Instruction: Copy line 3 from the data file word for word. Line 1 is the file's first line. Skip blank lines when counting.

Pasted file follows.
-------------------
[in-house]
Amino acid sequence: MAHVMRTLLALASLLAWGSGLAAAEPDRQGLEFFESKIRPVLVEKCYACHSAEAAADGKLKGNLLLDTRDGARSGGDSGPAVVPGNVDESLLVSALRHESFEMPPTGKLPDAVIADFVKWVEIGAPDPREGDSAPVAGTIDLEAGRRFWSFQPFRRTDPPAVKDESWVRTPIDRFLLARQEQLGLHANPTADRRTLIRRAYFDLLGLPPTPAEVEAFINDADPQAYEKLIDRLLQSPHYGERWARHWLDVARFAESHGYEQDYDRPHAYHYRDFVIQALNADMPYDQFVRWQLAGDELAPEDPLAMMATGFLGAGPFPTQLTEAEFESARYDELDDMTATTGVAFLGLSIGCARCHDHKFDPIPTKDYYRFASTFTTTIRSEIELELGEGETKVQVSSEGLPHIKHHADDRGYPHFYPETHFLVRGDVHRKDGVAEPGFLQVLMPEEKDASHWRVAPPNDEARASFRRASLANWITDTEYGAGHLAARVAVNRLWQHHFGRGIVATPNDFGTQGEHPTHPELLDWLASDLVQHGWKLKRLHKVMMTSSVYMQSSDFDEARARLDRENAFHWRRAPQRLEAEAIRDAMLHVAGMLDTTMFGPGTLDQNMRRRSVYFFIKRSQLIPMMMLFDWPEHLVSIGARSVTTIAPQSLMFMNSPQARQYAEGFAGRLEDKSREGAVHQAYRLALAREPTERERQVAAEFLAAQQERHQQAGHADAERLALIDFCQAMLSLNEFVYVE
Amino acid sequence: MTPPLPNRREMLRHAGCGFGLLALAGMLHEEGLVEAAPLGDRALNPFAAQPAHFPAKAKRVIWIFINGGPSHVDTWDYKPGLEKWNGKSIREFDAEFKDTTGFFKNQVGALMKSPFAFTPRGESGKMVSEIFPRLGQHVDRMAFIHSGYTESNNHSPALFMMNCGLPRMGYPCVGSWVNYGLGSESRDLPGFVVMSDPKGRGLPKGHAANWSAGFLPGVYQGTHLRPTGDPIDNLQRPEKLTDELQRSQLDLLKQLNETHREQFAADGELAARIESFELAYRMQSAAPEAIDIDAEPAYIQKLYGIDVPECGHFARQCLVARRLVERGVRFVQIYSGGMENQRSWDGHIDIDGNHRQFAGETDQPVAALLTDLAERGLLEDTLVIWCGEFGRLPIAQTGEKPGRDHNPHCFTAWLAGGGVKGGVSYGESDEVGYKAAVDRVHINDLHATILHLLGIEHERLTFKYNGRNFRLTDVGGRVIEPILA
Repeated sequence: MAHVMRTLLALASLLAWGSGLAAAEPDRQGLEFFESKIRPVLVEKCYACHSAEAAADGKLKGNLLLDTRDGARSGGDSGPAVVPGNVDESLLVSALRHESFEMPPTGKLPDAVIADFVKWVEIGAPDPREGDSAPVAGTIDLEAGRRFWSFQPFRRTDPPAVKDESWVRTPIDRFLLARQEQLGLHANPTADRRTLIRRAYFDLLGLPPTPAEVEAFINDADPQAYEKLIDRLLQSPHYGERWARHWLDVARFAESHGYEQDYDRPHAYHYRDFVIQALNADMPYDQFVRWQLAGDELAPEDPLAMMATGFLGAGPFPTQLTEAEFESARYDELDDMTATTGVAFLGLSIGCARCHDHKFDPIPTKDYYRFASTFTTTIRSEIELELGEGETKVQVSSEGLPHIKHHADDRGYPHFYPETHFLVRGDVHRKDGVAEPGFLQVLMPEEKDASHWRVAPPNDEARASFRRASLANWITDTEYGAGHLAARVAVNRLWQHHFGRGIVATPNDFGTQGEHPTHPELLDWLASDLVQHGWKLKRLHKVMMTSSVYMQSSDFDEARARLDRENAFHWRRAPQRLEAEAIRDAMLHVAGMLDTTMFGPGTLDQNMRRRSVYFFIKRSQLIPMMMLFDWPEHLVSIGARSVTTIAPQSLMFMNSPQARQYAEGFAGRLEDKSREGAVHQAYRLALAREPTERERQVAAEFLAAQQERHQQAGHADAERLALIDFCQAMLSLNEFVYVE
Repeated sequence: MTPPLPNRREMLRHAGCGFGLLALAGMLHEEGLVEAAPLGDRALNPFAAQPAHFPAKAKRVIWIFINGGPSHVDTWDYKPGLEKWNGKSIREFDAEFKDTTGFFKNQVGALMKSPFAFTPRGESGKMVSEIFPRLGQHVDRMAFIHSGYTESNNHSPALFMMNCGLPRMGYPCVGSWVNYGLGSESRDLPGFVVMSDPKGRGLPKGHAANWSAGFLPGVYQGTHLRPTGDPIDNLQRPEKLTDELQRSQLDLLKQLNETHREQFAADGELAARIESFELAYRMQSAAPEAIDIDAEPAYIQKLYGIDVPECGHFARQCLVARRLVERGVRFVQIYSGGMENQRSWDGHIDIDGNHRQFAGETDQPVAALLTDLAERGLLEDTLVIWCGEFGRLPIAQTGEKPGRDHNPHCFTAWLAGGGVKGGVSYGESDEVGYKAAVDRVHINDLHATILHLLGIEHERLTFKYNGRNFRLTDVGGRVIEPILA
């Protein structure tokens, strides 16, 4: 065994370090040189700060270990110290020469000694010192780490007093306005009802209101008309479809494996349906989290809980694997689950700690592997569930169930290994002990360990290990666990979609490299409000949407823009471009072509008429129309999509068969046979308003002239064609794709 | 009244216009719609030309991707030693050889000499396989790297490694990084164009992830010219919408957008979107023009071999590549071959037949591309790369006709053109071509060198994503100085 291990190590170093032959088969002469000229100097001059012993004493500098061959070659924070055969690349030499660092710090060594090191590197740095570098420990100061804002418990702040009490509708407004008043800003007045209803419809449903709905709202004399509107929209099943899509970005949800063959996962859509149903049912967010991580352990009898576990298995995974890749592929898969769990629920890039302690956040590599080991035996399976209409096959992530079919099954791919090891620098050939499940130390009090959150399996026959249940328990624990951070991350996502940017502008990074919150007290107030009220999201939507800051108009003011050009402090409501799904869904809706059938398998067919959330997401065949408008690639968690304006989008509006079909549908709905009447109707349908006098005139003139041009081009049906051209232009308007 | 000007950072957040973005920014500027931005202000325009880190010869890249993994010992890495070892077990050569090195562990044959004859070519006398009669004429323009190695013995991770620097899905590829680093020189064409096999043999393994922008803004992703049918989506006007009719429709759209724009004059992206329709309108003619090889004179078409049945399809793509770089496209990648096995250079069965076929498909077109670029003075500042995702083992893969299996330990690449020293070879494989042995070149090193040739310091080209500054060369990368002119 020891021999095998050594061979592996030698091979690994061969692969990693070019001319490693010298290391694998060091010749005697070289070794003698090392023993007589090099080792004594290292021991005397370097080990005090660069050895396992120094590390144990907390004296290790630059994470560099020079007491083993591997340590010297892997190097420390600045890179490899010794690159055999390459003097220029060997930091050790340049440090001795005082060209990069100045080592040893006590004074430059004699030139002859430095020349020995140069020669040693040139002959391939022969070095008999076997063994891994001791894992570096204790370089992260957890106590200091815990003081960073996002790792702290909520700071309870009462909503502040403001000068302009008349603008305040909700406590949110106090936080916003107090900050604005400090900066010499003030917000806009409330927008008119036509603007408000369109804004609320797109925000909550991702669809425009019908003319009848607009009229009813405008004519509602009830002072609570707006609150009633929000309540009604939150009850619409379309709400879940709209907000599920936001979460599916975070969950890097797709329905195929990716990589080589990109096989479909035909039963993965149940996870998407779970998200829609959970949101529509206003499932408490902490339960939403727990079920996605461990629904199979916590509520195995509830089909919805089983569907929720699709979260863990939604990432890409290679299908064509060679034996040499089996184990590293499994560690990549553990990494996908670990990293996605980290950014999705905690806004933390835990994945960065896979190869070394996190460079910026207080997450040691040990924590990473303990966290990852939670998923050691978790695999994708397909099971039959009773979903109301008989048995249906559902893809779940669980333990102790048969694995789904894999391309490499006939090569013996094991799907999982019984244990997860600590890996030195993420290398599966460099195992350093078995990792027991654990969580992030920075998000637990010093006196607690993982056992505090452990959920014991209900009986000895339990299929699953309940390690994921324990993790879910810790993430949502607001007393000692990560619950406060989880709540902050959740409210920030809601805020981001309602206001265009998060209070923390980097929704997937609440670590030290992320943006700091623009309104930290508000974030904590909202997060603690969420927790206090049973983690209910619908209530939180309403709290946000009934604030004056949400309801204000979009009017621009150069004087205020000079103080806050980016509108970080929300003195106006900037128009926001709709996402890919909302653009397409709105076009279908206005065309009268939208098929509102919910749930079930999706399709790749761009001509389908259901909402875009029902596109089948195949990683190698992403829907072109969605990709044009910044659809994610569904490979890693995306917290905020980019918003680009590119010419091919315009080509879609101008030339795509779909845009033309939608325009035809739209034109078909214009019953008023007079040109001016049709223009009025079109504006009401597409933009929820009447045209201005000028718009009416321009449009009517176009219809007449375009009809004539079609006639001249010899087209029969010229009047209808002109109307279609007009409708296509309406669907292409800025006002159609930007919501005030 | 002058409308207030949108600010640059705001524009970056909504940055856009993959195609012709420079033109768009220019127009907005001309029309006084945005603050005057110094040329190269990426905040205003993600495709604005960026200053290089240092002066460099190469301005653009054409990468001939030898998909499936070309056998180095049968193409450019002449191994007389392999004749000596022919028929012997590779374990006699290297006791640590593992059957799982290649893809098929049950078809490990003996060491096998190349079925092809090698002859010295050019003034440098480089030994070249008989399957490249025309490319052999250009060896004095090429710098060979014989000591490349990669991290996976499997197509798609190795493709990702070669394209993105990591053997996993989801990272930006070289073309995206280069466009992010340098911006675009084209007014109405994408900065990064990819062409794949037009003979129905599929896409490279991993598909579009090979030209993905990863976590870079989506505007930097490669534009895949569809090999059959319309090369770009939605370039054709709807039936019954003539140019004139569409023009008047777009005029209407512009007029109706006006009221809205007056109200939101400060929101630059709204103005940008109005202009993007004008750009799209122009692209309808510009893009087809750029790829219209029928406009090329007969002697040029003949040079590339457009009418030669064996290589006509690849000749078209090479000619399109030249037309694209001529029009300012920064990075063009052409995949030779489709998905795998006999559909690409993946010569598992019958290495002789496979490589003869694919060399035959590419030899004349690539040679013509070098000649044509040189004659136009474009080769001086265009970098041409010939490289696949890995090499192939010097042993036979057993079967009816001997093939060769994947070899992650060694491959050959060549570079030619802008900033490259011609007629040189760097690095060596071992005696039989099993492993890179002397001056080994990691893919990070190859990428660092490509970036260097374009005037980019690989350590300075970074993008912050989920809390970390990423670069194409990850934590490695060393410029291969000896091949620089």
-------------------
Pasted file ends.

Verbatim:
Amino acid sequence: MTPPLPNRREMLRHAGCGFGLLALAGMLHEEGLVEAAPLGDRALNPFAAQPAHFPAKAKRVIWIFINGGPSHVDTWDYKPGLEKWNGKSIREFDAEFKDTTGFFKNQVGALMKSPFAFTPRGESGKMVSEIFPRLGQHVDRMAFIHSGYTESNNHSPALFMMNCGLPRMGYPCVGSWVNYGLGSESRDLPGFVVMSDPKGRGLPKGHAANWSAGFLPGVYQGTHLRPTGDPIDNLQRPEKLTDELQRSQLDLLKQLNETHREQFAADGELAARIESFELAYRMQSAAPEAIDIDAEPAYIQKLYGIDVPECGHFARQCLVARRLVERGVRFVQIYSGGMENQRSWDGHIDIDGNHRQFAGETDQPVAALLTDLAERGLLEDTLVIWCGEFGRLPIAQTGEKPGRDHNPHCFTAWLAGGGVKGGVSYGESDEVGYKAAVDRVHINDLHATILHLLGIEHERLTFKYNGRNFRLTDVGGRVIEPILA